Former Ambassador to Italy, Zafar Hilaly, has a column in today’s Tribune that says what a lot of people may not want to admit about the UN report – that it serves as an indictment not only of Musharraf and his cronies in the intelligence, but of how low we had allowed our nation to sink. But despite this embarrassing record of crime and corruption in government, it also opens a new path to redemption. By accepting the truth of our past, we can change our course and finally put our nation back on track.
It confirms what we know in our hearts but are loath to have foreigners say, let alone document, viz, that we are a functioning kleptocracy, a vast criminal enterprise, that lives by no principles or laws and has no concept of right and wrong except that which promotes the interests of those who usurped power either on the point of a gun or by fixing the elections.
It is a sobering thought that all this is contained, in so many words, in a document that will be available to posterity and for anyone wanting to know what Pakistan represented. It contains not only what many know and have prattled about, but rather the findings of the formally designated representatives of the world community about the nature of our establishment, its mores and ethos.
This is something that perhaps we have all known in our hearts, that for too long we have been living under, as Hilaly calls it, “a functioning kleptocracy, a vast criminal enterprise, that lives by no principles or laws and has no concept of right and wrong except that which promotes the interests of those who usurped power either on the point of a gun or by fixing the elections.”
But I think that Hilaly misses the opportunity to point out that this has largely been because we, the people, have not had the ability to do much about it. We have been held captive by political parties that operate as criminal enterprises, not open forums for representation. We have been bullied and threatened by corrupt police and intelligence agencies who work outside the bounds of the law and see no accountability for their actions.
It would be hard to sink lower than the assassination of Benazir Bhutto and the whitewash that followed. But sometimes you have to fall hard enough to hit your head and realize that it’s time to face reality, it’s time to turn around and change direction before you destroy yourself completely.
There is a way that we can make amends and that is to let the chief justice lead a criminal investigation and put at his disposal all the resources of the state. We should request the authors of the UN report to attend and, at the conclusion of the enquiry, invite the Security Council to pass a resolution complementing Pakistan for having conducted a thorough investigation into a matter of which the Security Council remains seized.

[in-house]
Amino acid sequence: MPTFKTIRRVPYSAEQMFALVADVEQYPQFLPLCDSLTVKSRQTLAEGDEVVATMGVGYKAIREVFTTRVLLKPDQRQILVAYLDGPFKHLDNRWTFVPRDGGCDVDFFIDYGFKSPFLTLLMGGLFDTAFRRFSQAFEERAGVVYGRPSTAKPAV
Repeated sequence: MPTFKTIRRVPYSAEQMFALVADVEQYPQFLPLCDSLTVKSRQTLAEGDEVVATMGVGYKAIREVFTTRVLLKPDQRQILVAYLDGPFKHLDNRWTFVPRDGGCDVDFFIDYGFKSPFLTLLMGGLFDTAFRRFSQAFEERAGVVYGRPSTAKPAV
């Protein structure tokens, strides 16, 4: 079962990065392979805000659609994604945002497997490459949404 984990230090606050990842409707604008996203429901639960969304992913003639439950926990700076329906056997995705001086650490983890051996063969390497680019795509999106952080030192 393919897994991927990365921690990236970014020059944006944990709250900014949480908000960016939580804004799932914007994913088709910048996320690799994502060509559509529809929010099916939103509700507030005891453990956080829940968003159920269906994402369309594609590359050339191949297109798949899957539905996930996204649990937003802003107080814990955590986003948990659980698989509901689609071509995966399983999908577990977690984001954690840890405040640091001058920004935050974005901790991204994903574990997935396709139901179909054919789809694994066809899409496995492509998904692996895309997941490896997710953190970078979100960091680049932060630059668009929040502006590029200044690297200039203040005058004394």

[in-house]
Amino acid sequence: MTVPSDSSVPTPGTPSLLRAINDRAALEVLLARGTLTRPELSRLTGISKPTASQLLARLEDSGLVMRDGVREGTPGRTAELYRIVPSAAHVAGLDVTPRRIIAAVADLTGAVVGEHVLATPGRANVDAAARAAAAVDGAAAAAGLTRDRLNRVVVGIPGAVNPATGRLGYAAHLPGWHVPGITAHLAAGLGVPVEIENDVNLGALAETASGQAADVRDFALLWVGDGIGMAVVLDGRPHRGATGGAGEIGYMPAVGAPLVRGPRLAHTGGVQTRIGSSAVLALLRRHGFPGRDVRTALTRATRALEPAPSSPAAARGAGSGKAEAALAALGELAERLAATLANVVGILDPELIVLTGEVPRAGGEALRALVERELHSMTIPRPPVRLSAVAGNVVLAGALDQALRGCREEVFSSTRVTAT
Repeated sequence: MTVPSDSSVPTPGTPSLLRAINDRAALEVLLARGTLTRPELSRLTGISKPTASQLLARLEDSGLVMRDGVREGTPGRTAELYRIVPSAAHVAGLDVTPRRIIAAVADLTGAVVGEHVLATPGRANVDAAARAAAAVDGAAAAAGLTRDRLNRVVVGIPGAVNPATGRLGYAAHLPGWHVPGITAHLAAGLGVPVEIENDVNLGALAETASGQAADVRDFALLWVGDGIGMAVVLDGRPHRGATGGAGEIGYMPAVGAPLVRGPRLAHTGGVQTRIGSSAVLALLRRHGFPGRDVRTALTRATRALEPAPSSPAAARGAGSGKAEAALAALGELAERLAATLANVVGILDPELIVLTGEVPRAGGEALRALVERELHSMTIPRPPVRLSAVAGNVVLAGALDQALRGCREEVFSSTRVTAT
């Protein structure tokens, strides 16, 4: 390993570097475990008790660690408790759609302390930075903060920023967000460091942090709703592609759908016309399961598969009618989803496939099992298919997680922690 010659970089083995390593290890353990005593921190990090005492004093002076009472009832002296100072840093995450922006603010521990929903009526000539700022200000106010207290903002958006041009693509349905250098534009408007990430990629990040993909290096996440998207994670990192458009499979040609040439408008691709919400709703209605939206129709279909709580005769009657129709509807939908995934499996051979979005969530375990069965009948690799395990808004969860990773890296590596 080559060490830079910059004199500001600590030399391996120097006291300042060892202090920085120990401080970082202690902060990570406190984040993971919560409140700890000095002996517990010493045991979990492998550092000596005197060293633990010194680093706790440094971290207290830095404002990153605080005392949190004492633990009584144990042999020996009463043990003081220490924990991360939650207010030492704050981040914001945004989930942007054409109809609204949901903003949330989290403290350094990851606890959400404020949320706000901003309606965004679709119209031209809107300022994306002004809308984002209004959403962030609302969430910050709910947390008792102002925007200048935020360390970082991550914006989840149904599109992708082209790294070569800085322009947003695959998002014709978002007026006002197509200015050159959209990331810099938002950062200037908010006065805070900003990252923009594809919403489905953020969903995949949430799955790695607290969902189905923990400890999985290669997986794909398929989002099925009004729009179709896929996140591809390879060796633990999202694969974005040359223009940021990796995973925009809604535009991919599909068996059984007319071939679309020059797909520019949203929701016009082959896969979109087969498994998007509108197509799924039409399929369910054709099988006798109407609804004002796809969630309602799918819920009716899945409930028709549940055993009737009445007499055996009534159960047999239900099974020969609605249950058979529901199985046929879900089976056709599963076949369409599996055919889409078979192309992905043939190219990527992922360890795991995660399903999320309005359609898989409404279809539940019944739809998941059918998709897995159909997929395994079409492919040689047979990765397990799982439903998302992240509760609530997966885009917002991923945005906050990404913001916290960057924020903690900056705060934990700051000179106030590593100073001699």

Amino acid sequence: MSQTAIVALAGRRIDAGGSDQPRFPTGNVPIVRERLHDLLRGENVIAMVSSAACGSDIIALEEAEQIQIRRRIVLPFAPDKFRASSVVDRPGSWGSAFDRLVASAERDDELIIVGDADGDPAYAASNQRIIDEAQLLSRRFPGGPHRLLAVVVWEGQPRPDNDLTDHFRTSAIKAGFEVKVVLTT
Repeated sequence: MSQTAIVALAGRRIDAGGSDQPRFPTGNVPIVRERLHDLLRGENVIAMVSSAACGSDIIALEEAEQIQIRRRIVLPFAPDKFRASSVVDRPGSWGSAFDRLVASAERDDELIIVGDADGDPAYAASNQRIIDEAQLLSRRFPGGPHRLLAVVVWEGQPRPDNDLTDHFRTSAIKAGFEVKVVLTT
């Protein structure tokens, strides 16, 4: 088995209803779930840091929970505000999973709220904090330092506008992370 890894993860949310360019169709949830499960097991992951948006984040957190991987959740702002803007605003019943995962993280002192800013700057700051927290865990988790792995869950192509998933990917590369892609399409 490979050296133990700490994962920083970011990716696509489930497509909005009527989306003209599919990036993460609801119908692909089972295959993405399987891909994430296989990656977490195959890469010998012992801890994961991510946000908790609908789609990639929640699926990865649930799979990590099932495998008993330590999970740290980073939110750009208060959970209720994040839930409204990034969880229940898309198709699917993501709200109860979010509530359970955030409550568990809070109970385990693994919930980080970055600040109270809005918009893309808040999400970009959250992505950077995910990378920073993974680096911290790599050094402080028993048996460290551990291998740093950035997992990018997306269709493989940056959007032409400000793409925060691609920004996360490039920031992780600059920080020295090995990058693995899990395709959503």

That way perhaps we can show, albeit belatedly, that we the people can and never will become accomplices to a crime. It was right for President Asif Ali Zardari to call for a UN investigation. Those officials who opposed the investigation were the types that have long advised governments to lie, cheat, obfuscate and hide the truth those who speak the truth but only so that more can be hidden.
They are clerks and word merchants who long ago signed an armistice with the truth. Only such a move could have got the attention that Benazir’s murder deserved. But, more importantly, it now gives Mr Zardari the strength and the moral authority to proceed fearlessly to bring those responsible to justice.
Mr Zardari must not allow anything to stand in his way, neither his job nor his life. He owes his wife a lot, but he owes Pakistan too. How fitting then for him to restore to his countrymen the honour, respect and dignity that many accuse him of squandering. He would truly have made amends. Benazir Bhutto, we know, would be proud of him.
For all of his faults, for all of his mistakes and weaknesses and blunders, Asif Ali Zardari has begun carving a new path for Pakistan. The UN report, the 18th Amendment – all of these things have caused screaming from the entrenched establishment because they know that the man who was never supposed to be President is now using his time in office to turn the country around.
Zardari may be a flawed character, but aren’t all tragic heroes? Ultimately, his actions may destroy him. Certainly there seems to be a never-ending stream of attempts to unseat him from office. Some of this is out of hatred for the man, but how much is out of fear that he is upsetting the old order? That he has begun moving Pakistan onto a new path that will not tolerate kleptocracy, criminal enterprise, and political murders before the kleptocrats-in-waiting have their chance to loot the nation?
We are not required to like Zardari. We do not have to invite him to eat with us or forgive him for any past sins. But we ought to support him when is moving us away from the evils in our past, and changing the order so that a new generation of Hamid Guls and Zia-ul-Haqs will not be able to do to our children what happened to us and our parents before.
So do not tell me that the UN report is worthless. It has opened the gate to a better road, a road to redemption. The question is whether you have the courage to take the first step.